Madhu Karnani Oza: If I am a customer and I hear, let’s say it’s my cell phone and I’m talking to two representatives. One is trying to sell me something and another who is trying to fix my problem. If I feel like those guys haven’t talked to each other, or they have separate goals, they’re pushing their own separate agendas on me, that’s not great customer service. That’s a very simplistic, consumer type of example but I think it applies to anybody out there, whether they’re dealing with large capital manufacturing equipment or large medical equipment or diagnostic equipment, it doesn’t matter. They don’t want to have these large companies pushing on two different fronts. They want to provide that one single face of customer service, customer most important, whether you’re selling something or you’re supporting something. I think it’s very important. I think that service being a part of commercial, I think, facilitates that because now people have got the same goals, you’re being led top down by the same leadership, the same organization. I think it just makes it a lot easier to have that one team, one face kind of approach to the customer. I think that’s absolutely the biggest pro of having service be a part of commercial.

Madhu Karnani Oza: Now, I will put in the disclaimer here that some of this is also culturally made harder. For example, I think in some countries, I have seen where in an organization it was not part of commercial that it actually works okay because they’re used to collaborating with each other and the customer sees no issues, they don’t see any kind of separation or anything. It does happen. I think when you start thinking about it and I’m more sensitive to this, having worked on different continents, is that there are cultures where there’s a lot of hierarchy within an organization. If that hierarchy is such that one of those, either the service guy or the sales guy, one of those feels more powerful or acts more powerful than the other, which happens a lot, then that’s going to tilt that one face approach again. It’s not that easy at that point in time. At that point in time, you need that organizational structure, the organization goal to allow both of those people to have the same voice with the company. To be able to collaborate and not for one of them to dominate the other. This is honestly just everyday stuff that happens at companies at various levels.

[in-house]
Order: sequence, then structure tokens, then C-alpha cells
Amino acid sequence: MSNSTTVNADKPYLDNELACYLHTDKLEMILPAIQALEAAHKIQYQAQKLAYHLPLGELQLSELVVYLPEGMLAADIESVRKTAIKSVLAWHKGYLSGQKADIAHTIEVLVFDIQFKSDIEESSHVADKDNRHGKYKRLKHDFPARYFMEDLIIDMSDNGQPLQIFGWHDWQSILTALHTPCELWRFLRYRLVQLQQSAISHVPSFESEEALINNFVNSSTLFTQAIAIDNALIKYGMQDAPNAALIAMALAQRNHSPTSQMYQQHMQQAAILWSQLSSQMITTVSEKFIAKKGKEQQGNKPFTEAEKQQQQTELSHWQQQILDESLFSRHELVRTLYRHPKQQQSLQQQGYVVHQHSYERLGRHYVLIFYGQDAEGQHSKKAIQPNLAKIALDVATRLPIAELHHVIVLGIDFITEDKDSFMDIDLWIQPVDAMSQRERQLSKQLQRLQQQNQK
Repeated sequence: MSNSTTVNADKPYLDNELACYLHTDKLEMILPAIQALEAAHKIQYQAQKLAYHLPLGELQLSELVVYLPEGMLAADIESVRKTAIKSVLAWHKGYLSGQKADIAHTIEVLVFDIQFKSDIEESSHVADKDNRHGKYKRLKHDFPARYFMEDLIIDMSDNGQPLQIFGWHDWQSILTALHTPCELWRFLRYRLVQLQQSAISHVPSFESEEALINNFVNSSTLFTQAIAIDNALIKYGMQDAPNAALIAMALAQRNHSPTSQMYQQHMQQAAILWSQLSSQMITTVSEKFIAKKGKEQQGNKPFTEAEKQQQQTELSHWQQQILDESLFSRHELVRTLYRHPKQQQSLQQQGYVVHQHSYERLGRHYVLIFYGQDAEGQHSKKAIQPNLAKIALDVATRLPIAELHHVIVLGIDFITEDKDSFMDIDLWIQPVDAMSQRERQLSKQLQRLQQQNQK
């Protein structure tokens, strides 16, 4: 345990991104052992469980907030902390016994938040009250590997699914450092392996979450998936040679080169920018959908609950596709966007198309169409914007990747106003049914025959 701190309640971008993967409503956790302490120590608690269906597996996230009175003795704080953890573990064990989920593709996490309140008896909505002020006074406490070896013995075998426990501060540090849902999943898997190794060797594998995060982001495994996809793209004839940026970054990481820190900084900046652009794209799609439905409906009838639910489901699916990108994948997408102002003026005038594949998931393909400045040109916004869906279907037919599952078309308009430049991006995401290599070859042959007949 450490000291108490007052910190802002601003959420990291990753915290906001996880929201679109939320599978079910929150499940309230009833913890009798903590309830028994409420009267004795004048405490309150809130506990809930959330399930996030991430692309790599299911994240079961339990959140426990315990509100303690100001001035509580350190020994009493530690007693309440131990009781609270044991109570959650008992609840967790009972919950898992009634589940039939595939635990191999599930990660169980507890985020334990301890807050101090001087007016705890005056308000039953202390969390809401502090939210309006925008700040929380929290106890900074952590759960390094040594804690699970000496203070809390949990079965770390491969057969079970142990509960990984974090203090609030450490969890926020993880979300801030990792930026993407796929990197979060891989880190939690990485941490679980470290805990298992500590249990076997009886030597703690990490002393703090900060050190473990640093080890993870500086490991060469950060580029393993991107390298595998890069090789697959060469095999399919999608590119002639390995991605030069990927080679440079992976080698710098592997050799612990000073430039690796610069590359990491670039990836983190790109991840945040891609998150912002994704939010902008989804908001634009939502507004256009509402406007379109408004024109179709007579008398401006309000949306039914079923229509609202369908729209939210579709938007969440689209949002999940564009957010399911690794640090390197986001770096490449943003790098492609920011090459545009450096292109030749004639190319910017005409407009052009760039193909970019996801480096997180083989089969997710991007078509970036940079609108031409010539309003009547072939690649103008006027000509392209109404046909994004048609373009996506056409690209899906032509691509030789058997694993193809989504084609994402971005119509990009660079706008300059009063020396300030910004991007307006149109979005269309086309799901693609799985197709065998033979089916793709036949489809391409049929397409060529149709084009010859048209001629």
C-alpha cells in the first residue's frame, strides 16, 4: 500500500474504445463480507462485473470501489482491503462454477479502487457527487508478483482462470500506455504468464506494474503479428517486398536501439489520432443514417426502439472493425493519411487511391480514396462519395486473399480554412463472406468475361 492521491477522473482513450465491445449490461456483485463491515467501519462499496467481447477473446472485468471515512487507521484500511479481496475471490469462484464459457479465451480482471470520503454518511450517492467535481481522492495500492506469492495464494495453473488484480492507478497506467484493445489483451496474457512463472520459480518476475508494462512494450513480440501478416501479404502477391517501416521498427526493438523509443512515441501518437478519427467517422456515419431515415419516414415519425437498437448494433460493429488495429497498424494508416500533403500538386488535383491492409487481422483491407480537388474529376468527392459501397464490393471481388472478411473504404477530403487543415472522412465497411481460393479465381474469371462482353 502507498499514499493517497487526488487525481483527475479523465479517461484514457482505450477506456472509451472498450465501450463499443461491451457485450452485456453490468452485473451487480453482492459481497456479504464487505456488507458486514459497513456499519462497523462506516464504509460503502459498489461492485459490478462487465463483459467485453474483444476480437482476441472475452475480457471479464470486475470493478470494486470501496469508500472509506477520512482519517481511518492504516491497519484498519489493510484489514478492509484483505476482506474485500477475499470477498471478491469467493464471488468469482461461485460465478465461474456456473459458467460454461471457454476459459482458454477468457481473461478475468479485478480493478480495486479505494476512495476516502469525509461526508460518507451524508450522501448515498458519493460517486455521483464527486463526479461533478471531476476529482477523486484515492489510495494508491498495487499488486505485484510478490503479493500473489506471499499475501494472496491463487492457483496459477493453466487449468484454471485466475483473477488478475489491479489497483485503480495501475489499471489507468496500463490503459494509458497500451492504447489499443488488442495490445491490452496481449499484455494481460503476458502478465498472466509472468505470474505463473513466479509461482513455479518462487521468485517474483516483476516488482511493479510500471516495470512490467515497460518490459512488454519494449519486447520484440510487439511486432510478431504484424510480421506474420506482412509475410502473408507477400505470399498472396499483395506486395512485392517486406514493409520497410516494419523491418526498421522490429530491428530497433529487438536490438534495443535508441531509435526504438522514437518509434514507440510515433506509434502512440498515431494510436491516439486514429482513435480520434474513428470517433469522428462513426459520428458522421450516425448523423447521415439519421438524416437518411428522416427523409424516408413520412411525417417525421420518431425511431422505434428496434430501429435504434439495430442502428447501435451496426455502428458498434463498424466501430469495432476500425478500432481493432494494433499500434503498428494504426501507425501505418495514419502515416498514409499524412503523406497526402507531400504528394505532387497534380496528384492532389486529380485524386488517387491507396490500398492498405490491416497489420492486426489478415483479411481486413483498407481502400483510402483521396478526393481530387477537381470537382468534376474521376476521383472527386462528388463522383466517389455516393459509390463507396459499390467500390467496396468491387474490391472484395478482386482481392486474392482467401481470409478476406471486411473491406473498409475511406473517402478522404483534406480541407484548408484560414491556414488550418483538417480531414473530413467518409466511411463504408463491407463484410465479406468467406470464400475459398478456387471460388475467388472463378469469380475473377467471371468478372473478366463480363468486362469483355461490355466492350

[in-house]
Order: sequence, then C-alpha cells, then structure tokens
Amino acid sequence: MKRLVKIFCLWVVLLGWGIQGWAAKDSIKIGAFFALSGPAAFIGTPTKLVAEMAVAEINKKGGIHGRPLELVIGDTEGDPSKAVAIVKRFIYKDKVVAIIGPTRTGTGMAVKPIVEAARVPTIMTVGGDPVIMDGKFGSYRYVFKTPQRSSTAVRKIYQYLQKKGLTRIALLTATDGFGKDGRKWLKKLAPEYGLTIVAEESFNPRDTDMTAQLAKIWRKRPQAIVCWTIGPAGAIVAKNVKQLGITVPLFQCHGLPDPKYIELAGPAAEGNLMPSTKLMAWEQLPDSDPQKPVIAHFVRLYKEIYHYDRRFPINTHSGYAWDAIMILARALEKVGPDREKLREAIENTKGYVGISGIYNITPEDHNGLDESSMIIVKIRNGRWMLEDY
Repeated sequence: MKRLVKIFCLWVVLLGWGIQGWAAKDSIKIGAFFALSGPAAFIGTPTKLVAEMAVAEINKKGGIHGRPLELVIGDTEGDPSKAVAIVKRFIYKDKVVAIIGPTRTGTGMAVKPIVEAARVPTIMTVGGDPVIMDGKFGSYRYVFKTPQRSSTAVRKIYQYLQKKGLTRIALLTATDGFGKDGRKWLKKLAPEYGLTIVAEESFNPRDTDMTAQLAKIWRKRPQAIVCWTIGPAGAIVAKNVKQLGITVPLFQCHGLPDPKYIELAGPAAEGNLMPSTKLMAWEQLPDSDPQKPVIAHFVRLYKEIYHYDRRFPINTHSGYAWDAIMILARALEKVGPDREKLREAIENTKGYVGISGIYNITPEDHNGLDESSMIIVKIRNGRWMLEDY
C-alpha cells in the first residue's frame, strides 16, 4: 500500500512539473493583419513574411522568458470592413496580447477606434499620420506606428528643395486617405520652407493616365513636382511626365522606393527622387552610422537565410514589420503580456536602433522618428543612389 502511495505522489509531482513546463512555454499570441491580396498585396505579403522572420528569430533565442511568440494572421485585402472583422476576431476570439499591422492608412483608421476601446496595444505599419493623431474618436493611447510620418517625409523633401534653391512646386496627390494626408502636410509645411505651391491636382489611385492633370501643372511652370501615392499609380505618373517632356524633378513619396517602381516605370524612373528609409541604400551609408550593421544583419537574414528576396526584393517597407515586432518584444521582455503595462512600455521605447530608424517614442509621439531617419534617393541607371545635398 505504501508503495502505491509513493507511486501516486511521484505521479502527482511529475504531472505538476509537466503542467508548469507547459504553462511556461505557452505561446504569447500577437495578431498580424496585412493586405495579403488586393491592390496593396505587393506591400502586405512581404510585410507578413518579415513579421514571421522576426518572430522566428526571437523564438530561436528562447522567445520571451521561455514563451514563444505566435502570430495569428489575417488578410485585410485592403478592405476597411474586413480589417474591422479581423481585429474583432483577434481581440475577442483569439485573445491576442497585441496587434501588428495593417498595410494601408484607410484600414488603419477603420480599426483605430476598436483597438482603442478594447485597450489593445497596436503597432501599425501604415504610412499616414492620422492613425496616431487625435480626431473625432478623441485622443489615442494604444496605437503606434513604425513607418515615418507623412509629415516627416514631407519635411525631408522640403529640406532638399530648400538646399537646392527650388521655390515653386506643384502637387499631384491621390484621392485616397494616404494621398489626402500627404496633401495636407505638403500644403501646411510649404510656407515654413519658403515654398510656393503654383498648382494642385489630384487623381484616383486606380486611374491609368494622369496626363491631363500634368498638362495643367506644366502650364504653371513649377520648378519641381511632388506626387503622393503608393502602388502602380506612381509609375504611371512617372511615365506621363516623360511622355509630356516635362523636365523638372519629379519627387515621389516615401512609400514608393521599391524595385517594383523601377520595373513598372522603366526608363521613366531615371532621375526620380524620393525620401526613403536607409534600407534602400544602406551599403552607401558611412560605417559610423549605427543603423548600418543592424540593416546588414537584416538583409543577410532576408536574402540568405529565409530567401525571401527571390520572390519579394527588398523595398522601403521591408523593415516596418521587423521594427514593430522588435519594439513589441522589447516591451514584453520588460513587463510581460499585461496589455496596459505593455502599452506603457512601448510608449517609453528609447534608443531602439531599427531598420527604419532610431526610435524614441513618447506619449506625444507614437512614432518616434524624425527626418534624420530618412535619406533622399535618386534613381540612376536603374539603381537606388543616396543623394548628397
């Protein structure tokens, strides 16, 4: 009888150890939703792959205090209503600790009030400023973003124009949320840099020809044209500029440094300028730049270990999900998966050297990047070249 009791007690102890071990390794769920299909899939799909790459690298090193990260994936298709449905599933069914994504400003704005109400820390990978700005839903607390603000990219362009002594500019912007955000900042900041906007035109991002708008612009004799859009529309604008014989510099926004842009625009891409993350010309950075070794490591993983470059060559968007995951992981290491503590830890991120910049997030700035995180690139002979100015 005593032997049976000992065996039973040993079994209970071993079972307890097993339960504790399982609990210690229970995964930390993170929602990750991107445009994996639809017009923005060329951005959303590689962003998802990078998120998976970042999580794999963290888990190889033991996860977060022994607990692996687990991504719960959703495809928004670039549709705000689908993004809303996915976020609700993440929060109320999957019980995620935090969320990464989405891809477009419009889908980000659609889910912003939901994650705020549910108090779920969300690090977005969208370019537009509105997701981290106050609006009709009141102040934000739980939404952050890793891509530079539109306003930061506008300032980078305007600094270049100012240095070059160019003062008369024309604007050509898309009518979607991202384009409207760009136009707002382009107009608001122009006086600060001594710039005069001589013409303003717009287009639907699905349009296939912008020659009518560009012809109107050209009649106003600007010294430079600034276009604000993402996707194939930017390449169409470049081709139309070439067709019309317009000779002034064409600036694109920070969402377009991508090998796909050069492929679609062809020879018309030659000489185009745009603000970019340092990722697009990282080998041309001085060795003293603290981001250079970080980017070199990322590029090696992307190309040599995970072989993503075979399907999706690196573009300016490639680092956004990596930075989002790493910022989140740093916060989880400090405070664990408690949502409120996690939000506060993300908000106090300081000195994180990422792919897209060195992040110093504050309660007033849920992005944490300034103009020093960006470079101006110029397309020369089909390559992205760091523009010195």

Madhu Karnani Oza: I do think that culture makes a difference as well. Whenever I talk to people from some of the countries that my peers in other regions will say, “Oh yeah but we’ve never seen that problem because the two organizations still work very hand in hand.” I agree, that’s true, but it does make it harder in some cultures and so on. Anyway, that’s a big part of it is the pro in this part for commercial. Now, the other big piece is hello P&L. That’s how all business decisions are made. You have the revenue piece, you have the cost piece and boy, looking at them separately is not a good idea. You can’t have one without the other. When you’re making business decisions, where should you put resources? Where should you provide better tools or maybe a new tool? Or where should you go to innovate? You’ve always got to look at both sides of that. When commercial is separate from service, one is looking at the revenue, the other is looking at cost. Then the conversation isn’t a complete conversation. Again, it can be done. I can sit here and look at both sides but I can be siloed in one team. It’s just not the same thing.

Madhu Karnani Oza: A very simple example would be if you’re deciding whether to buy or fund a project that would aid in a decision-making tool. In terms of cost, an operations team is going to think of, “What’s the cost effectiveness of that? By adding this tool am I going to save headcount somehow? Remove manual work and thereby save headcount?” That’s going to be their focus on it. But, on the other hand, if that tool facilitates decision making, there’s no easy way to quantify what that’s going to bring in, in terms of revenue, because you don’t know. But eventually it should. That’s the kind of conversation that needs to be had when you look at both sides of that coin. I think that’s what is facilitated when you have service and commercial working as part of one organization.